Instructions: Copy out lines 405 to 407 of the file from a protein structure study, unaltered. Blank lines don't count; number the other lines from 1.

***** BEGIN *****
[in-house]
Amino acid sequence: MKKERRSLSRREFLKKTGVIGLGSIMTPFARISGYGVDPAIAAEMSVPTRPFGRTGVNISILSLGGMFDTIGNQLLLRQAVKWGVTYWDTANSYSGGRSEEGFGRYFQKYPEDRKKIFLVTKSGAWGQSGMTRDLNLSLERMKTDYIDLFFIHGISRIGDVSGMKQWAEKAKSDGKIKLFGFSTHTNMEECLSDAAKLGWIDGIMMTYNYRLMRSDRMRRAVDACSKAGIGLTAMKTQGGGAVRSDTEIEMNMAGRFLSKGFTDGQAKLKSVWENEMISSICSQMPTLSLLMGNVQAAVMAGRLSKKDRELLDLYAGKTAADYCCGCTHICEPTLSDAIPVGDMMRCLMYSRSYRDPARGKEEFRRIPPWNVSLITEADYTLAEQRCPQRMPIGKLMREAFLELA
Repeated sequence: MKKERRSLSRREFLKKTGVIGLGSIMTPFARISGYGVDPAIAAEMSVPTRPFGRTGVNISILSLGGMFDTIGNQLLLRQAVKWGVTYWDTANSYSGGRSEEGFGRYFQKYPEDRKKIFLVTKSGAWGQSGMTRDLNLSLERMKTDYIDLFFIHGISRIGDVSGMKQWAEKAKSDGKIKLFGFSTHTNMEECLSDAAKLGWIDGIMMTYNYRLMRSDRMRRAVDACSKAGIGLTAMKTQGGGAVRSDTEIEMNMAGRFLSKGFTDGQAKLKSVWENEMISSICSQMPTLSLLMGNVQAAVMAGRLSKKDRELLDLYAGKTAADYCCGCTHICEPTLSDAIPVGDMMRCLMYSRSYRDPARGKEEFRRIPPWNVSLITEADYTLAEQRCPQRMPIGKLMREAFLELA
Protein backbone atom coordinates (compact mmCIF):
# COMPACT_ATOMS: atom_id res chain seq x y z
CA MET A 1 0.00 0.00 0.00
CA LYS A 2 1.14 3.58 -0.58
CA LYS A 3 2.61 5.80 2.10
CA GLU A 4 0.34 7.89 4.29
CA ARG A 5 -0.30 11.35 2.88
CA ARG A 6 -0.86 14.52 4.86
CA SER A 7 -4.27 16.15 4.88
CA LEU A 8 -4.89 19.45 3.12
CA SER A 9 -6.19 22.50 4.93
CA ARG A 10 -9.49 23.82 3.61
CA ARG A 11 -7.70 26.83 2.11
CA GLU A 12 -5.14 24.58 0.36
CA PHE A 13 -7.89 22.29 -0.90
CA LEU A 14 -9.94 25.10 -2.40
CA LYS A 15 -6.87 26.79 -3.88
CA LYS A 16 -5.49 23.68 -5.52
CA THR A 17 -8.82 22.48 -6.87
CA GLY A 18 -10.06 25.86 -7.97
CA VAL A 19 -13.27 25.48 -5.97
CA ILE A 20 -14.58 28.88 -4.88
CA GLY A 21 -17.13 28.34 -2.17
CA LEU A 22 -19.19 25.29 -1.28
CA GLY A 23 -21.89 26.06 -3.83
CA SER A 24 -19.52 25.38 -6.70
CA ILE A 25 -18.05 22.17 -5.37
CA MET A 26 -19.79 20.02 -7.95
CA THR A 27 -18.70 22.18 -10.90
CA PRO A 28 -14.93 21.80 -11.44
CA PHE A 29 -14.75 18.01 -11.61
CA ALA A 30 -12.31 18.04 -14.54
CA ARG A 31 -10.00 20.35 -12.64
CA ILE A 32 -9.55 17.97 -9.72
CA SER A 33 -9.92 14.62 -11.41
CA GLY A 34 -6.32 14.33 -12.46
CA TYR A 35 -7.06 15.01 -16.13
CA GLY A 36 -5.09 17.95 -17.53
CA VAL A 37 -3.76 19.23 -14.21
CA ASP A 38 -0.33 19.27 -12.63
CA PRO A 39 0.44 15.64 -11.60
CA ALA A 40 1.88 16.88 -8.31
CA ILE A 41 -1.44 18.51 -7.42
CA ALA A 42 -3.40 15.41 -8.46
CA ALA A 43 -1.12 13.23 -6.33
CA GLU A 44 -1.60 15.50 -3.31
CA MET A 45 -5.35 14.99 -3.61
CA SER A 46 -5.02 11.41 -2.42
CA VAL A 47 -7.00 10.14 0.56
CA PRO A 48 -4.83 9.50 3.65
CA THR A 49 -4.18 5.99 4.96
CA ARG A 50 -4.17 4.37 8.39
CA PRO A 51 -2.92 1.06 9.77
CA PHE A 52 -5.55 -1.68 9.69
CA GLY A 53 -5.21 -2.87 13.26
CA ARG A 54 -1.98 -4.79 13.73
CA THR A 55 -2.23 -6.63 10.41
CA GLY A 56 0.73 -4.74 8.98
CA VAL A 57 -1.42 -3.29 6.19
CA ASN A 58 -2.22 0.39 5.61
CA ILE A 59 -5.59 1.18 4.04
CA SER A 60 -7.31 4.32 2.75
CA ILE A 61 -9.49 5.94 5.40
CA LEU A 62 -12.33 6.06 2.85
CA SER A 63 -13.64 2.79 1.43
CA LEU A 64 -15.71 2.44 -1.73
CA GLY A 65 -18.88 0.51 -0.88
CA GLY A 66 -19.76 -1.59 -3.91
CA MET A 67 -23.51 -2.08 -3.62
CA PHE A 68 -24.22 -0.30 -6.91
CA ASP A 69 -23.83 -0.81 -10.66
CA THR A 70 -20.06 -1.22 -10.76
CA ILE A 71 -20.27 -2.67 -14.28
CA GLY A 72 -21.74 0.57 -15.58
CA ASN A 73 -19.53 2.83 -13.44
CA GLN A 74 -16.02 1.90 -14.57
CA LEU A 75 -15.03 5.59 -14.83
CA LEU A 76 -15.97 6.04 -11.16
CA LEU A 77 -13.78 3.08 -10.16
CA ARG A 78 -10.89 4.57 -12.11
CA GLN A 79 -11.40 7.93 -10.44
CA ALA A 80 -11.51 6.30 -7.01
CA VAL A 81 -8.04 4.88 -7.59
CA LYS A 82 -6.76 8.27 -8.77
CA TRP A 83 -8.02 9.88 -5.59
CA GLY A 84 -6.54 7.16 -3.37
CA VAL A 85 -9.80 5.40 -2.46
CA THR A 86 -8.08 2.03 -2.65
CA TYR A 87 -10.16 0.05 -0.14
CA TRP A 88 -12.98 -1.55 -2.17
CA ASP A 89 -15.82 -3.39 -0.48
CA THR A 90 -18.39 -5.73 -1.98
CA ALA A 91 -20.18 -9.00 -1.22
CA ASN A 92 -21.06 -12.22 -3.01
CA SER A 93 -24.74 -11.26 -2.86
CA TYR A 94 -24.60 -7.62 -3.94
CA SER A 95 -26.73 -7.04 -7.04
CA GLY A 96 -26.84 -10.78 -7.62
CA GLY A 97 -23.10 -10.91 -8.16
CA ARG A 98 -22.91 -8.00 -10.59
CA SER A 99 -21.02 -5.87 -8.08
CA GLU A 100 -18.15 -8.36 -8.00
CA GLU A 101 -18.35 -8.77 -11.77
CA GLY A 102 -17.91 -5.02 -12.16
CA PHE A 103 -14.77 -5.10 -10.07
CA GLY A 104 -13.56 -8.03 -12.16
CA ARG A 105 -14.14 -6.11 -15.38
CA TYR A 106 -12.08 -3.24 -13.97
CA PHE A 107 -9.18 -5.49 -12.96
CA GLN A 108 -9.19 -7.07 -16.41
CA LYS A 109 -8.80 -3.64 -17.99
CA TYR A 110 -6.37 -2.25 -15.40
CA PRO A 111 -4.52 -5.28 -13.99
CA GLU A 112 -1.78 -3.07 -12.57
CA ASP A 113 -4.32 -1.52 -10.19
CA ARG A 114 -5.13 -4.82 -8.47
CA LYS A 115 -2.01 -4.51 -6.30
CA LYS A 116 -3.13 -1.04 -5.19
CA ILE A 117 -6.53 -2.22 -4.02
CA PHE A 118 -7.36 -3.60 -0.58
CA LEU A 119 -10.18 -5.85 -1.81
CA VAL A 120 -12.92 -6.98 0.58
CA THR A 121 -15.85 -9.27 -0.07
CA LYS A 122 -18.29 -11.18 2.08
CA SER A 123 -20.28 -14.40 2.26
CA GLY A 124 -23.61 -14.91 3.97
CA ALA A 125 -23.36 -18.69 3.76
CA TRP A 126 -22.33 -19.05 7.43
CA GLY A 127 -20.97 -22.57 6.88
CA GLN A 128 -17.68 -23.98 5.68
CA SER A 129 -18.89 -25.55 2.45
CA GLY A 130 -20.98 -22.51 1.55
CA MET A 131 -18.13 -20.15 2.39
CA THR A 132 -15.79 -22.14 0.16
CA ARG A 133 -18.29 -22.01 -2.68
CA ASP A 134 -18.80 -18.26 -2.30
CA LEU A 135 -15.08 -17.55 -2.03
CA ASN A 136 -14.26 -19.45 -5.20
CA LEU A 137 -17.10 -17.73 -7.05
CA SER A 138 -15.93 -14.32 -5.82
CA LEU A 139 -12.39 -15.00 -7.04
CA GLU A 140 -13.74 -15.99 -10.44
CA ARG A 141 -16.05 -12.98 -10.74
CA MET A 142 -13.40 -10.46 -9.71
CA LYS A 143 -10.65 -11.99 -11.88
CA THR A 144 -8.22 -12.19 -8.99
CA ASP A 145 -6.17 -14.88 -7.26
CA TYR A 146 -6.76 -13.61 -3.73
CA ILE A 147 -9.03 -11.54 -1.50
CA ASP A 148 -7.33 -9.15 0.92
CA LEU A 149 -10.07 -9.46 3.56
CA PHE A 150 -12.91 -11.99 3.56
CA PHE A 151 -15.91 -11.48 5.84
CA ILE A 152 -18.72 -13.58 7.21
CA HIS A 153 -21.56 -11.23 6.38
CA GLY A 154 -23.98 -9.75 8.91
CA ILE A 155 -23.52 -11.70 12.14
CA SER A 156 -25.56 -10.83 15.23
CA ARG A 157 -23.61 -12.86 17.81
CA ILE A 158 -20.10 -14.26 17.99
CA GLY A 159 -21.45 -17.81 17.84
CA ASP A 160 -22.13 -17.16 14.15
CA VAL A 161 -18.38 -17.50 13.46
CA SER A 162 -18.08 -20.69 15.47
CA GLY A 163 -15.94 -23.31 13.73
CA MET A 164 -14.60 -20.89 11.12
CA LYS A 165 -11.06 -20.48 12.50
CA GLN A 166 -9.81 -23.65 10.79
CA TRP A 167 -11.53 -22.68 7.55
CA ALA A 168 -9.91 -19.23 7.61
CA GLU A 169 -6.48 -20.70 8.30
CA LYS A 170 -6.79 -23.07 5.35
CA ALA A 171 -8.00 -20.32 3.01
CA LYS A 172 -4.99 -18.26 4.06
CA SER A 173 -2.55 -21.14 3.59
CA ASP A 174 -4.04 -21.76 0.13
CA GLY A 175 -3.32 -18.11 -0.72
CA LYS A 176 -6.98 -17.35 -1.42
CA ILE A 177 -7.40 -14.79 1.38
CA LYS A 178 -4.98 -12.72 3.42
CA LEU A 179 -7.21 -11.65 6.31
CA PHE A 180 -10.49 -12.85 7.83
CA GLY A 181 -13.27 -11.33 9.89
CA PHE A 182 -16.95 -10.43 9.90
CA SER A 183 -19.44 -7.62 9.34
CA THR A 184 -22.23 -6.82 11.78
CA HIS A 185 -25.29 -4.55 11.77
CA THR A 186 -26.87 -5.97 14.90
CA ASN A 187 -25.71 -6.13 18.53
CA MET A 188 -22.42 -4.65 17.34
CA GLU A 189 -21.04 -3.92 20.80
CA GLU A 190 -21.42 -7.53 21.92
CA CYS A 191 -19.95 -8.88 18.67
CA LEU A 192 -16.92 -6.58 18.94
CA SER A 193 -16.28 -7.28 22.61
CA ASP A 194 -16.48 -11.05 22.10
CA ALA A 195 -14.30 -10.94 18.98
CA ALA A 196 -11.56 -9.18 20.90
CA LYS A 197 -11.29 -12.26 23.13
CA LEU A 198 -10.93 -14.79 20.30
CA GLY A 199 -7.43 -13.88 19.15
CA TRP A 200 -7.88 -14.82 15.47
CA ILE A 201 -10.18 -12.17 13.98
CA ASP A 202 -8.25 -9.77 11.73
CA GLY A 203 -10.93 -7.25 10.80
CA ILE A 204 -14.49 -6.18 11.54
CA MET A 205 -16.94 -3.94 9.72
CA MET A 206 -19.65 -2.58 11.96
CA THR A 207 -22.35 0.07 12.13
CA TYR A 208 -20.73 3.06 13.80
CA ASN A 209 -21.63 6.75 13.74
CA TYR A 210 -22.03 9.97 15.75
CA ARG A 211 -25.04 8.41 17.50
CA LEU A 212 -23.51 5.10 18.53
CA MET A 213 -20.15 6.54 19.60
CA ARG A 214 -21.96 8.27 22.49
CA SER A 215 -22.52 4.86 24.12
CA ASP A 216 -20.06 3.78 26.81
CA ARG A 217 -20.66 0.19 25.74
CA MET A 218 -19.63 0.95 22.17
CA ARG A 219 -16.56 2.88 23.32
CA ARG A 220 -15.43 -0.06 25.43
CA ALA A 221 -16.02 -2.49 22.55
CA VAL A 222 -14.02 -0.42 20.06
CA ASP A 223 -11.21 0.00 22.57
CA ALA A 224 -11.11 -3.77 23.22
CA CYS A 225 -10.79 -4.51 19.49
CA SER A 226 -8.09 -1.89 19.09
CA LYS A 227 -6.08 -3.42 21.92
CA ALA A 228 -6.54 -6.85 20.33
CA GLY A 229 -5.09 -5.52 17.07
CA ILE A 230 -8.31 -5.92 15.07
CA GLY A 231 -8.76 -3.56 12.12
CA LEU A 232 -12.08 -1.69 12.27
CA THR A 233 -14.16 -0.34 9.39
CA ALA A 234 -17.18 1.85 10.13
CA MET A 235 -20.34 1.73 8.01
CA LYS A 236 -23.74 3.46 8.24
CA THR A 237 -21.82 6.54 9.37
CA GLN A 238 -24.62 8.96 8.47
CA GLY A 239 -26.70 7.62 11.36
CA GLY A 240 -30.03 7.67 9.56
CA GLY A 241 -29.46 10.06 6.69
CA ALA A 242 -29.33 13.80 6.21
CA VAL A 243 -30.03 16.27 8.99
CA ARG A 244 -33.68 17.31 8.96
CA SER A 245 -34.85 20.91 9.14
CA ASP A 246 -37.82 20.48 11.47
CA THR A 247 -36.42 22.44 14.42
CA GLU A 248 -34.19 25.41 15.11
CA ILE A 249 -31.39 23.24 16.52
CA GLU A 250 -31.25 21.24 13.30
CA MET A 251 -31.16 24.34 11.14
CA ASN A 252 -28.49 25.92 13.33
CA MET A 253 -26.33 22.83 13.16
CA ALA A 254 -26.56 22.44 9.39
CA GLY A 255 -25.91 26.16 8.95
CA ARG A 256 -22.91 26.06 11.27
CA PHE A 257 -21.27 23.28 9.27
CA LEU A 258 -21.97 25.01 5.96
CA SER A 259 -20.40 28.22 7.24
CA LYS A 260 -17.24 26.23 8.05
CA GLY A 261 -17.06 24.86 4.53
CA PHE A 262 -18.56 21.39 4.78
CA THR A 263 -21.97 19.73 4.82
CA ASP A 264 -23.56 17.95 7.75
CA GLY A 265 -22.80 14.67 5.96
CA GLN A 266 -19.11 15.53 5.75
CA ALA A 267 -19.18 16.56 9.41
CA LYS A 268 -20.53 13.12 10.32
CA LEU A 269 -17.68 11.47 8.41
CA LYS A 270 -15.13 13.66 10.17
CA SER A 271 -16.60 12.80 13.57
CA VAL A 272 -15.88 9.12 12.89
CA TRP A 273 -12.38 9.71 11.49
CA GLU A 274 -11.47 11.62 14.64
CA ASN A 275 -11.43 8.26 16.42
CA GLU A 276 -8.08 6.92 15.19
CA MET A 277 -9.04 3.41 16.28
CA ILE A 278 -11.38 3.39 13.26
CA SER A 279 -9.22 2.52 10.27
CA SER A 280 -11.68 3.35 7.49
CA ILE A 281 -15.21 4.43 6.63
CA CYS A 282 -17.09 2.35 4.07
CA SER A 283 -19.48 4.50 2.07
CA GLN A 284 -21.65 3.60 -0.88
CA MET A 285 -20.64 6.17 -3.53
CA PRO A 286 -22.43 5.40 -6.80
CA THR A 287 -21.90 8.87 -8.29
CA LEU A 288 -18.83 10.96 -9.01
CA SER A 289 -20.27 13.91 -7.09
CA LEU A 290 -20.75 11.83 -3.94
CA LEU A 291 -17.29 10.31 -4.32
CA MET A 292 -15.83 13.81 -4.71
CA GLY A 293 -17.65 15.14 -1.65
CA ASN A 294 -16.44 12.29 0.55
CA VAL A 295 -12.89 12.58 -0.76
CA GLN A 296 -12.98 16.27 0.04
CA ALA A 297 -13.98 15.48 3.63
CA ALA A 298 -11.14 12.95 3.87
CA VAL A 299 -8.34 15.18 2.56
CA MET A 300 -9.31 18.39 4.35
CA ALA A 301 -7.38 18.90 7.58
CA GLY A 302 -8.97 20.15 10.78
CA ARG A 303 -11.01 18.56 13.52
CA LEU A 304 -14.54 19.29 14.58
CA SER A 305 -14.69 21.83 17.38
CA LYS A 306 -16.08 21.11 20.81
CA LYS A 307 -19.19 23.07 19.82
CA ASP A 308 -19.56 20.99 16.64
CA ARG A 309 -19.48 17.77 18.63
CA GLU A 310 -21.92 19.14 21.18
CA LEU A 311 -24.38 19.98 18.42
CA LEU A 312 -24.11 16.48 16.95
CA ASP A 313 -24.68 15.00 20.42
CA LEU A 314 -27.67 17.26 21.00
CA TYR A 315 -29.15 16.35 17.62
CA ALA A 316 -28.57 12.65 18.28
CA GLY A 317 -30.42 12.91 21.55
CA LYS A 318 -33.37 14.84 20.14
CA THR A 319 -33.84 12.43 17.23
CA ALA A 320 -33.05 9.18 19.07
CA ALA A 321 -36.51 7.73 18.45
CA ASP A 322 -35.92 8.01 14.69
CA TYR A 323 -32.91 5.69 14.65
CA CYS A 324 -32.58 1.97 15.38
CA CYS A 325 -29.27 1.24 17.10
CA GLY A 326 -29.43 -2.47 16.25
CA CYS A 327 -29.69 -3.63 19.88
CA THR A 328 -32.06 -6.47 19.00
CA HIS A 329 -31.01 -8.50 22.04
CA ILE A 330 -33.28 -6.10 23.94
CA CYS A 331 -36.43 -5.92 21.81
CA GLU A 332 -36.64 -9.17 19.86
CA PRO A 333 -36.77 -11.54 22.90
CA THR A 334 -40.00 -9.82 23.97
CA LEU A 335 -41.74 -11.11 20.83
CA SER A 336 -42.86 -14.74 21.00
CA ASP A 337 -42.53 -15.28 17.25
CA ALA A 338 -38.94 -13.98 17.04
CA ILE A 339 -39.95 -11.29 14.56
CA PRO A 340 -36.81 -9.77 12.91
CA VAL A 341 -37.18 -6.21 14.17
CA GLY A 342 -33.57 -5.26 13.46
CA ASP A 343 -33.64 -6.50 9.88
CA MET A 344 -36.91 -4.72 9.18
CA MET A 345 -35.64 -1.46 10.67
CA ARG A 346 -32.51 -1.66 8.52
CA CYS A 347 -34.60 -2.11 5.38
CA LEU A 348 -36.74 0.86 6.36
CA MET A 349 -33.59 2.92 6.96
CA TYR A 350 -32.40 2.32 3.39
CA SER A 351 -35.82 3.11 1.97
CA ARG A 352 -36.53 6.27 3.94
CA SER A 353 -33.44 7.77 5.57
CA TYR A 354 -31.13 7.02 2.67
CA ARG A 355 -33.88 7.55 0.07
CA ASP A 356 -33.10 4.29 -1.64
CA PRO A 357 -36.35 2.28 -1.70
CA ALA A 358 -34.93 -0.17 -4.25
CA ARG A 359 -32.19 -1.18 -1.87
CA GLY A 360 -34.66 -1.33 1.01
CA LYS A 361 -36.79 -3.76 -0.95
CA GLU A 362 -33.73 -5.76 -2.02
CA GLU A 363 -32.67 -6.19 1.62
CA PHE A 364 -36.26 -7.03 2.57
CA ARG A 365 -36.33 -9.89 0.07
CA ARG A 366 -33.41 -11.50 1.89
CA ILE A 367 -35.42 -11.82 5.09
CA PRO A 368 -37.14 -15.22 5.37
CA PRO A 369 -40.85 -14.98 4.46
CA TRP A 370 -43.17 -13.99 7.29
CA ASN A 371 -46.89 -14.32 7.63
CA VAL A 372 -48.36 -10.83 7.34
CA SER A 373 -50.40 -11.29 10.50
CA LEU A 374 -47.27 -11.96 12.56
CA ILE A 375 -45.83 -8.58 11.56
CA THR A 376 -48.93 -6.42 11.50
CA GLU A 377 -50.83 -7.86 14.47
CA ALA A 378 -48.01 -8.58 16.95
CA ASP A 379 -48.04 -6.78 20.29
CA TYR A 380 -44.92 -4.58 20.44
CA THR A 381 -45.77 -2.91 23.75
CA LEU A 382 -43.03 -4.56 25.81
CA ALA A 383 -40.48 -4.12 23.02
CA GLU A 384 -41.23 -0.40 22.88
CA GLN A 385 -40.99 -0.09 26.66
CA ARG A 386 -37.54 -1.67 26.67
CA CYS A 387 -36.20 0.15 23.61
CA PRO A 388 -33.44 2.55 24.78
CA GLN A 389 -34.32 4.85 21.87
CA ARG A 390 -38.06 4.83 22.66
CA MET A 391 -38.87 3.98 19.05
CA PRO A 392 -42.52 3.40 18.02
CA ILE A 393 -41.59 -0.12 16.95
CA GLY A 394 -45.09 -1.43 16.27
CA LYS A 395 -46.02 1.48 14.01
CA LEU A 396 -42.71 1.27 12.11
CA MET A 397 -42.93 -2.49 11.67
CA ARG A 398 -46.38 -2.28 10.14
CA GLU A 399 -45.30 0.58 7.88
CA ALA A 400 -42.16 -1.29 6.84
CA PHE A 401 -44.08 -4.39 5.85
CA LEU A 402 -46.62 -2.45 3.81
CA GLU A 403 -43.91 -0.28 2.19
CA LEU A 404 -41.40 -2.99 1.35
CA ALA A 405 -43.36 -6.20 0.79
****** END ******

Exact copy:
CA ALA A 400 -42.16 -1.29 6.84
CA PHE A 401 -44.08 -4.39 5.85
CA LEU A 402 -46.62 -2.45 3.81